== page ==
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by Michael Alterman    
Torah from Dixie Staff Writer    

Plains of Mamrei: The day before Passover
14 Nissan 2047 years AC (After Creation)



Plains of Mamrei: The day before Passover
14 Nissan 2047 years AC (After Creation)

6:13 AM - The rooster crows and Abraham arises to pray Shacharit, the daily morning service that he instituted.

7:43 - Although suffering from the horrible pain of the circumcision he performed on himself just three days before, Abraham takes up his post at one of the openings to his tent located on the corner of a major desert intersection. He anxiously scans the horizon for any potential guests which he can invite into his home.

11:33 - As midday approaches, there are still no humans in sight. With the blazing sun beating down on the desert terrain, the temperature approaches a record high in the history of the Middle East.

12:43 PM - Anguished by the lack of opportunity to welcome any guests into his home, Abraham sends out his trusted servant Eliezer to search the area for wayfarers in need of a good meal and a place to rest.

1:43 - Eliezer returns home alone, unable to find anybody traveling the roads on this hottest of days. Abraham utters a silent prayer that travelers in need of repose should somehow chance across his path.

1:53 - G-d Himself stops by Abraham's tent and pays him a visit.

2:13 and 13 seconds -Unable to satisfy Abraham's drive for chesed (loving kindness) in any other way, Hashem sends three Arab "men" down the desert path. Abraham spots them from a distance approaching the tent. He excuses himself from G-d's presence and leaps from his chair to greet them. Speaking with utmost respect to these absolute strangers, Abraham begs them to stay for a while in the shade of his beautiful orchard and rest their weary feet. He humbly offers them a little bread, all the while knowing that he will serve them a meal fit for a king.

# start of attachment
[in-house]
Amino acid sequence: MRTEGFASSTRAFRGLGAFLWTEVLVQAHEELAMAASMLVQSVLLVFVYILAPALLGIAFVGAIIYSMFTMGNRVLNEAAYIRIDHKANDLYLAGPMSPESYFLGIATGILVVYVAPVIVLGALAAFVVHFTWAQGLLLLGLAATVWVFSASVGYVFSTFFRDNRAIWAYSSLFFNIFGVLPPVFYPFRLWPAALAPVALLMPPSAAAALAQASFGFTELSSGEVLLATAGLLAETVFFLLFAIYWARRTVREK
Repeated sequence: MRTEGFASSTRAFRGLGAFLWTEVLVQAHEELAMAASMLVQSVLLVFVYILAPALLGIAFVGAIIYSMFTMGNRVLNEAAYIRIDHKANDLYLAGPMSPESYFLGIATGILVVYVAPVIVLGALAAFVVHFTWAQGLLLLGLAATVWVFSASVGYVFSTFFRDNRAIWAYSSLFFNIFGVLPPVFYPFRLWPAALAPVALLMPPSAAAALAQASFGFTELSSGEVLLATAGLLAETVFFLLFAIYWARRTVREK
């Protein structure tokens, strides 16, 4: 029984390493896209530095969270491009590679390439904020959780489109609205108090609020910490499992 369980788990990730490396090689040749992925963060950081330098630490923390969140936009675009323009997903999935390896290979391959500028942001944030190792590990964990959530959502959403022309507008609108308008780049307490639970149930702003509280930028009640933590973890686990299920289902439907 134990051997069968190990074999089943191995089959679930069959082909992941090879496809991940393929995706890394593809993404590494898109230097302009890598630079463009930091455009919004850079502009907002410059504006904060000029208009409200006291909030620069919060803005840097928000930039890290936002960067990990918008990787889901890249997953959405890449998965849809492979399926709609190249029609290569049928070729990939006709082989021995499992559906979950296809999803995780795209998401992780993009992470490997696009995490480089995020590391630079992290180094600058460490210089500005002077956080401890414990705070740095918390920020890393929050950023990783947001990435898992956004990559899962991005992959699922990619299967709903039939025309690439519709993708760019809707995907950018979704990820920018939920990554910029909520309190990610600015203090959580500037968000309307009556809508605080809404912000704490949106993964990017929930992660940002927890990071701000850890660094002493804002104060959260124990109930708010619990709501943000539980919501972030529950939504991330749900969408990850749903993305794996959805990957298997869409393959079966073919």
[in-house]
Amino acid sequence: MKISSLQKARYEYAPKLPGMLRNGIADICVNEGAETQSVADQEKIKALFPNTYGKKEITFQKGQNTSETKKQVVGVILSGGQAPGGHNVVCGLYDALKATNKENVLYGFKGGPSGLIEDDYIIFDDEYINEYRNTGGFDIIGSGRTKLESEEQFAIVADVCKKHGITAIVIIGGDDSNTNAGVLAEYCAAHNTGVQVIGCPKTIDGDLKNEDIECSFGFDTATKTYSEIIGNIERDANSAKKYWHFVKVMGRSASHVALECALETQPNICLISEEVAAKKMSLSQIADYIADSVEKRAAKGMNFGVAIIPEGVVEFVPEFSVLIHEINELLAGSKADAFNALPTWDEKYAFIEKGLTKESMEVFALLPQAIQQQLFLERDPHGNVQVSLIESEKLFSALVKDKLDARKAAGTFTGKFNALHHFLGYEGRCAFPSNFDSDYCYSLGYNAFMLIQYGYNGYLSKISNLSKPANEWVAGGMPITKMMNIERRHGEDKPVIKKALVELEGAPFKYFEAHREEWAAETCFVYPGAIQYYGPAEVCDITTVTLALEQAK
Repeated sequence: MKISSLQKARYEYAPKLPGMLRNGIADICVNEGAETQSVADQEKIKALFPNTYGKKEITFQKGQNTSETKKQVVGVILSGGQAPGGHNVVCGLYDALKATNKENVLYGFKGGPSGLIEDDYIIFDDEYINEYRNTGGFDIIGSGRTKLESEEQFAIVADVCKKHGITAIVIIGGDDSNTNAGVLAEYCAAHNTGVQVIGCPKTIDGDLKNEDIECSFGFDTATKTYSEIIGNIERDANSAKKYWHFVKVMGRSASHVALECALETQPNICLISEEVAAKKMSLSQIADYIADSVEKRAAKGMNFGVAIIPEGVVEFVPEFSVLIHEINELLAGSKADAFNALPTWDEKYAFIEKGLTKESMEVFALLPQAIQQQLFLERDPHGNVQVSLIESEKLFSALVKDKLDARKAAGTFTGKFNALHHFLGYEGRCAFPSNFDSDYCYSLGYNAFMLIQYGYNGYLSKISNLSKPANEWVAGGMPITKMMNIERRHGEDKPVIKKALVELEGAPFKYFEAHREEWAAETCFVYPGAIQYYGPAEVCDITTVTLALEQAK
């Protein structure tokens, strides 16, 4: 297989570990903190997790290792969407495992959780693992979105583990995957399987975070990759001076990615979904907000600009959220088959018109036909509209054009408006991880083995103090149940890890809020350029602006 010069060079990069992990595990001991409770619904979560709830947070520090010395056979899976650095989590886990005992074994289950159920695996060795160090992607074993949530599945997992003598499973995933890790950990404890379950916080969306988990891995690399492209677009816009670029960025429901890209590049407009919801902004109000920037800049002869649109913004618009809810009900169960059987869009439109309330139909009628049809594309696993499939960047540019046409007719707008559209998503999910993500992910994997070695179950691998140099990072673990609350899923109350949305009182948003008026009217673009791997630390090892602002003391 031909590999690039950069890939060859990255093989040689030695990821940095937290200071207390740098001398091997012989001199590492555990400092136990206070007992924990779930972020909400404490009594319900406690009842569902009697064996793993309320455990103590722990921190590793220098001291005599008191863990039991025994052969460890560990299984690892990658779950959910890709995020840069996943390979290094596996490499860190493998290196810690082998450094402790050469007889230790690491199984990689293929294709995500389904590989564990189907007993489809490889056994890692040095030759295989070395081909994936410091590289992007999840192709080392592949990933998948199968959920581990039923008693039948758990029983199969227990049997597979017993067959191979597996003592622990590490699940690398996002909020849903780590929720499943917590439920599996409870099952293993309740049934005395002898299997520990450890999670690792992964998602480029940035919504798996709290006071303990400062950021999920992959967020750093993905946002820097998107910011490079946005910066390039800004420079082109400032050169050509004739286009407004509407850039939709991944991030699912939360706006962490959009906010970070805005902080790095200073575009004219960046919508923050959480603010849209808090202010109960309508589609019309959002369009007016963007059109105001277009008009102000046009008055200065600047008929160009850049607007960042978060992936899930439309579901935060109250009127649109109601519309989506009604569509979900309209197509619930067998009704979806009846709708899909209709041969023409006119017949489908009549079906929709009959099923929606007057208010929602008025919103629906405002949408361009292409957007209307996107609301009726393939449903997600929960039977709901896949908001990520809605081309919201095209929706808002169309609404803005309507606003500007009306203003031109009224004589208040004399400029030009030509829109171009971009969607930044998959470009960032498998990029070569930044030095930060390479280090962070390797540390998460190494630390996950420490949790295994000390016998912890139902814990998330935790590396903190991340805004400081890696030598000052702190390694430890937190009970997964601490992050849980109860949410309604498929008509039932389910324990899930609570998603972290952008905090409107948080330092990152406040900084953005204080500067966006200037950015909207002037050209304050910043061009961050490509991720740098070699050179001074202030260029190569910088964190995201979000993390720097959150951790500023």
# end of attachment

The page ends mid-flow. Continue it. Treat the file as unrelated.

2:13 and 23 seconds - Overseeing everything himself with breakneck speed - notwithstanding his enormous pain, advanced age, and numerous servants on call - Abraham runs inside to begin the preparations. He informs Sarah that guests have arrived and asks her to quickly prepare dough for the meal.

2:13 and 43 seconds - Abraham selects the finest calf from his flock. Unwilling to pass up a tremendous opportunity to educate his 13 year-old son Yishmael in the importance and beauty of the mitzvah of gemilut chassadim (performance of acts of loving kindness), he gives the calf to Yishmael to slaughter and cook.

2:23 - With the meat not yet ready, Abraham serves his guests a tantalizing dairy appetizer.

2:53 - Abraham presents his guests with the best meat delicacies available, served on the finest china. He stands over them and takes care of their every need.

3:33 - Having completed the meal, the guests express to Abraham their appreciation for providing such a splendid feast. Abraham responds that he deserves no thanks: "All gratitude should be directed to the One above." He then proceeds to teach them about G-d and how they can properly express their thanks to Him by reciting Birkat HaMazon, the grace after meals.

3:53 - One of the strangers informs Abraham and Sarah that at this time next year, the couple will be blessed with a son.

4:13 - Abraham escorts them on their way to the city of Sodom. As they leave, G-d appears to him once again and informs him of the impending destruction of Sodom and its four neighboring cities. Abraham embarks on an impassioned and lengthy plea that G-d should be merciful and spare the cities' wicked inhabitants.

6:13 - Unsuccessful in his efforts because of the populace's absolute moral depravity, Abraham returns to his tent.

7:13 - Abraham and Sarah sit down to their Passover seder with their entire household.

As we study about our great Patriarchs and Matriarchs, and contemplate their remarkable deeds, let us remember to consider how we can incorporate these lessons into our own lives. After all, we are their great-grandchildren, and as such there is a part of them in each of us.


Based on the 18th chapter of Genesis and its major commentaries.

Michael Alterman, who hails from Atlanta, is enrolled in a joint program with Ner Israel Rabbinical College and Johns Hopkins University, both in Baltimore.

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